To avoid chemical-laden vegetables in their diet, urban farmers are opting for another method of organic farming – aquaponics. The method is a marriage of aquaculture and hydroponics (soil-less growing of plants) – fish are reared in tanks, their wastewater provides food for growing plants, and the plants act as a natural filter for the water which the fish live in. So fish and plants grow together in one integrated system.
One aquaponics enthusiast is aircraft maintenance training instructor Affnan Ramli. For the past eight years, his home has been an experimenting ground for the green farming method; he hopes to develop a system that suits Malaysian homes and environment.
When he started out, aquaponics was unheard of here although it was already gaining popularity elsewhere. So he pretty much learnt everything himself. Now, he is so well-versed in the subject that he is sought after for advice by other enthusiasts in the small but growing local aquaponics community.
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The chemical-free nature of this green farming method was what caught the aircraft engineer’s attention. While hydroponic farming relies on nutrients made from a concoction of chemicals, salts and trace elements, aquaponics on the other hand needs no chemical input as nutrients for the plants come from fish waste. Ammonia in the waste is converted by bacteria into nitrates that are food for plants.
In hydroponic systems, the water needs to be discharged periodically as salts and chemicals build up in the water which becomes toxic to the plants. In aquaponics, little water is needed as it is recycled.
“Water is added only if it is lost through evaporation. The water in the fish tank is clear as it is filtered by the growing vegetation. There is no odour and the fish I rear do not have any bad taste or smell,” says Affnan, 54.
Of course, nothing can beat farming in soil, but it requires large areas and plenty of water. Aquaponics is said to require only a quarter of the size of a farm to produce the same amount of vegetables. Plus you get a double crop – fish and greens.
Affnan believes aquaponics is the perfect farming method for urban areas since it requires minimal space. At his home in Bukit Subang in Shah Alam, he has built aquaponics systems to demonstrate that they can fit into a typical 6.1m x 21.3m (20ft x 70ft) link house. The most basic system consisting of a 1m x 1.5m fish tank and a smaller planting box above it is compact enough to fit into an apartment balcony.
It’s a modular system, so one can combine two or three sets to get a bigger set-up, as displayed in his backyard. There, he has put together three fish tanks in which he rears tilapia, catfish, lampang and jade perch. Stacked above the fish tanks are four smaller planter boxes holding potted chillies, rosemary, eggplant, mint, lemongrass, chives, pandan, turmeric and a herb, sambong nyawa. And that’s the beauty of aquaponics – both fish and farm share the same space.
There are different approaches to aquaponics. In the raft-based growing system, plants are placed in holes in a foam raft that floats in a channel or tank filled with fish effluent water. This method, however, is suitable only for plants where the roots can be submerged all the time. It is most appropriate for growing salad greens and other fast-growing, relatively low-nutrient plants.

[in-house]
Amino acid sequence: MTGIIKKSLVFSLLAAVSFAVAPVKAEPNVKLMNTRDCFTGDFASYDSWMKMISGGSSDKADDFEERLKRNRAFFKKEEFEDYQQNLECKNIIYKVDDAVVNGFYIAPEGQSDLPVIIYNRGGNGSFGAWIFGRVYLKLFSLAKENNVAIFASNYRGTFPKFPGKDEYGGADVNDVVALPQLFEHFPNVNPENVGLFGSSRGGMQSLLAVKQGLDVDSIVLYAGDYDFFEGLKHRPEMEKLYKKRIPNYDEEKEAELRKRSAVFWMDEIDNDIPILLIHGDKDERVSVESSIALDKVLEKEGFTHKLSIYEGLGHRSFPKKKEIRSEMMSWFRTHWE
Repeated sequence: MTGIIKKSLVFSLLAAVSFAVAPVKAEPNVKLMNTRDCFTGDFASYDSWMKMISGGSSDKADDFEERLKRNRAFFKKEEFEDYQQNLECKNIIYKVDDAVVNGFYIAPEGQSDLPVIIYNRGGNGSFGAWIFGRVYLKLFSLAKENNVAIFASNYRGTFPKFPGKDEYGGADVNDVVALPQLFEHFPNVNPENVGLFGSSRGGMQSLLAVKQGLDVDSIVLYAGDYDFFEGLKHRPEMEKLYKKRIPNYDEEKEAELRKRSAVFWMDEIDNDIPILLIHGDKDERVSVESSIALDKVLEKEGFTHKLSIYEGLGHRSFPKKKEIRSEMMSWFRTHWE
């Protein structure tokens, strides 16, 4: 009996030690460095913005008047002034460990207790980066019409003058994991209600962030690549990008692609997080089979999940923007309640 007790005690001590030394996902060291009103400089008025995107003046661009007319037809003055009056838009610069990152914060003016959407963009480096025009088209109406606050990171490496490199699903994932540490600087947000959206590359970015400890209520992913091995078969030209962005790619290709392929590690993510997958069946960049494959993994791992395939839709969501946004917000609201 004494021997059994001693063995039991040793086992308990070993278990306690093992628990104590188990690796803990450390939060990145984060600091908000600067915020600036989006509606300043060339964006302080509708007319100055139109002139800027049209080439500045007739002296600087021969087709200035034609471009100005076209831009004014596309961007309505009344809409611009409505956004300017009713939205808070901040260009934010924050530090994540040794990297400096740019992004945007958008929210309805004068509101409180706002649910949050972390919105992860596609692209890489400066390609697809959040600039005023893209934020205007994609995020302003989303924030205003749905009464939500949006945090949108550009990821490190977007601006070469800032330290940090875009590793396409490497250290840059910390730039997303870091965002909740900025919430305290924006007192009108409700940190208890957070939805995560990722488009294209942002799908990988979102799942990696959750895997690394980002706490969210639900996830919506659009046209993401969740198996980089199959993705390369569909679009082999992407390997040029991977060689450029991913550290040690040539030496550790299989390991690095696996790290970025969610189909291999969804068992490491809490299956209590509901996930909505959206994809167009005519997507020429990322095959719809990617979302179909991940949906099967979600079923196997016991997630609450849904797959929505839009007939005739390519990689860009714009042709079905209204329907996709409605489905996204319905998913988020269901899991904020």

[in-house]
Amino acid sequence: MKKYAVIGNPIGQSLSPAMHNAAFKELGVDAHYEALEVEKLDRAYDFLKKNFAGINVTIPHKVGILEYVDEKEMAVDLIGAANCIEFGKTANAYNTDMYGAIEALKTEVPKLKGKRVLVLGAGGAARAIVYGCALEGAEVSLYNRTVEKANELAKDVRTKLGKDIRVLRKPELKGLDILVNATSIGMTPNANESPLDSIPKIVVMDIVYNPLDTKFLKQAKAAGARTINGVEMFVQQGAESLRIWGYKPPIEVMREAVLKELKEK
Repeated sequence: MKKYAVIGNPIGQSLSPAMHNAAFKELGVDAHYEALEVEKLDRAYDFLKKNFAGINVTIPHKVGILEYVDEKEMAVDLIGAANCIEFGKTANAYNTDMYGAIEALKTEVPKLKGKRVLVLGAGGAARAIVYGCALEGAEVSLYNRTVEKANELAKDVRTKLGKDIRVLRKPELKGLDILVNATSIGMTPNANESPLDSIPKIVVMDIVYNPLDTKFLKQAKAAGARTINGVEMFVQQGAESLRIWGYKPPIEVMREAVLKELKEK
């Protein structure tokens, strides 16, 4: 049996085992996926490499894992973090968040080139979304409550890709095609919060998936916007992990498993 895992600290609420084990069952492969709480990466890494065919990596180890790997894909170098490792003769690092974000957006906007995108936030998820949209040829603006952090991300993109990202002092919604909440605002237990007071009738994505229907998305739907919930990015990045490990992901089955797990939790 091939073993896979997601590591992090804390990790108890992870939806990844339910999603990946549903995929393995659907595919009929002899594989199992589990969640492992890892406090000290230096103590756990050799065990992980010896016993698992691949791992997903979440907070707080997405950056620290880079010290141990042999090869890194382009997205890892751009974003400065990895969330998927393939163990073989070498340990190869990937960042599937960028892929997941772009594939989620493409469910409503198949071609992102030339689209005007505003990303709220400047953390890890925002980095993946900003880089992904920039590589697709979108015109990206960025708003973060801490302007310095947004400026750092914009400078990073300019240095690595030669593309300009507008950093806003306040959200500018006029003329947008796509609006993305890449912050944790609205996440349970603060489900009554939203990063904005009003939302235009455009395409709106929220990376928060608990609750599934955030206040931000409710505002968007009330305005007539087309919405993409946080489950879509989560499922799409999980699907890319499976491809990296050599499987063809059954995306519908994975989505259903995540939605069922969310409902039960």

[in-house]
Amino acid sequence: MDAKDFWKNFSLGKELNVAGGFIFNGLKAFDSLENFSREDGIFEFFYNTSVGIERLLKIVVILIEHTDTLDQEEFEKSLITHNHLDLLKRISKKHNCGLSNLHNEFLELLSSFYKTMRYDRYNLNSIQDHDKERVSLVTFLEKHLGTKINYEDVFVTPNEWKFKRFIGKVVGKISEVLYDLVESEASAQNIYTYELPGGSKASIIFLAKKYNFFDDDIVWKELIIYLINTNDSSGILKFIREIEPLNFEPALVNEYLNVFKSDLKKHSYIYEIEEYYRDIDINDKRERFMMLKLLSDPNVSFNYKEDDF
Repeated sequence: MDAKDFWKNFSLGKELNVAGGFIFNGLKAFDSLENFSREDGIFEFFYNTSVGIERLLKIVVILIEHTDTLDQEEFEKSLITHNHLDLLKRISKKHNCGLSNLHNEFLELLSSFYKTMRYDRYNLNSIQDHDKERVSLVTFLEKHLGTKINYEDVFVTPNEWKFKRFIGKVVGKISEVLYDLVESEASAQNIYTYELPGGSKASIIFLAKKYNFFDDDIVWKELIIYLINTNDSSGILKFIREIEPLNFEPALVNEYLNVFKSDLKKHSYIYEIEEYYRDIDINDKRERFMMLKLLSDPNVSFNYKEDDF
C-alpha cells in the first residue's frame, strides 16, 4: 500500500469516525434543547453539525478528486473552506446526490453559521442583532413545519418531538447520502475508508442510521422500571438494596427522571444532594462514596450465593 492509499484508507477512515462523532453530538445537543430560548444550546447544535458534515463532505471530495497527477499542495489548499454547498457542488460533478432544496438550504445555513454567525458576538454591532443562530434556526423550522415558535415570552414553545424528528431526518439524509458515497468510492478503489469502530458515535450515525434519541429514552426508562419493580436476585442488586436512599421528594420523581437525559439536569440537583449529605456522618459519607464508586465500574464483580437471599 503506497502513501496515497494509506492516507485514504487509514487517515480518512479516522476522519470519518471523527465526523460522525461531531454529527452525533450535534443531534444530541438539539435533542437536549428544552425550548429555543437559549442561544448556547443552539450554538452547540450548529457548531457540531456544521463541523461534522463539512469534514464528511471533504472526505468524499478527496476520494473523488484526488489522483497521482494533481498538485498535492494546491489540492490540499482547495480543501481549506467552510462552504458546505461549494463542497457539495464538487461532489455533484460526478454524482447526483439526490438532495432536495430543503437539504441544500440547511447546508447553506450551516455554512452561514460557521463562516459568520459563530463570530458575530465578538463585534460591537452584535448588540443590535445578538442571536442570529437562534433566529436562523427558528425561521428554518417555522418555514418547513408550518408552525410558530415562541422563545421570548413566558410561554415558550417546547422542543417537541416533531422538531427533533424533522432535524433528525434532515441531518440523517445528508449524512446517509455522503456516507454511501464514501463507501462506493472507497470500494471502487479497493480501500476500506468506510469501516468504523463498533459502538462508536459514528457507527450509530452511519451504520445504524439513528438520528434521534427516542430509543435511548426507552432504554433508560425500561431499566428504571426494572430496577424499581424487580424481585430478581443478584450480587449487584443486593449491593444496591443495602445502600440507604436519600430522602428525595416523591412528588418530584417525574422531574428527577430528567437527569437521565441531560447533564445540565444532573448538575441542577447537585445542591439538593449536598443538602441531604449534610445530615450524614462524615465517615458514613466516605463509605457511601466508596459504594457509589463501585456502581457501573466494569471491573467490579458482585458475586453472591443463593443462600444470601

Another method has the plants growing in planting media such as gravel, coir and clay pellets. The grow bed also functions as a filter and living space for bacteria which are essential for breaking down elements in the water into a form which the plants can absorb and use.
The watering system here is known as the flood and drain method. In this method, water from the fish tank is pumped up to flood the planter box. Once it reaches the desired level, it drains back to the pond through a siphon that is placed to the correct height. This gives oxygen to the plant roots and moisture to the bacteria that converts ammonia to nitrates in the wastewater.
Affnan chose to work with this system as it is suitable for most types of vegetables. Initially, he had problems controlling the water level. But he persevered and after some eight months of tinkering with the system, he got it working properly and reliably with just a slight modification to the siphon – he replaced the cylindrical tube with a funnelled one. Because of that, the global aquaponics community now calls that design the Affnan siphon.
He used to sell basic aquaponics sets to enthusiasts but has since stopped. “It’s better if they DIY … they will understand better how the system works. If I sell the set, people expect it to work perfectly and if it doesn’t, they just give up. It is better for people to do their own research, learn, evaluate, then they’ll know what they’re doing,” says Affnan.
He says system failures are usually due to poor understanding and a lack of information. Common problems encountered are pump failure and a clogged siphon. He says both must be cleaned periodically. One must also grow suitable plants. A new aquaponics system must have time to mature – that is, for the nutrients to build up. If one immediately grows nutrient-demanding plants such as tomato and chillies, it will fail. One should first start with less demanding low-nutrient plants such as mint, basil and kangkung. Sometimes, the plants may not thrive due to certain nutrient deficiencies, so supplements such as iron or Epsom salt (to promote chlorophyll growth) can be added.
Affnan has not had to buy fish for a long time but he has yet to grow enough greens to fully feed his family. “Most of the time, I’m experimenting. I’m trying to make it easier for everybody, by developing an aquaponic system that works best here. I’d want to make that system available to everyone so they can try out this method of planting.”
All urban farmers will certainly look forward to that day.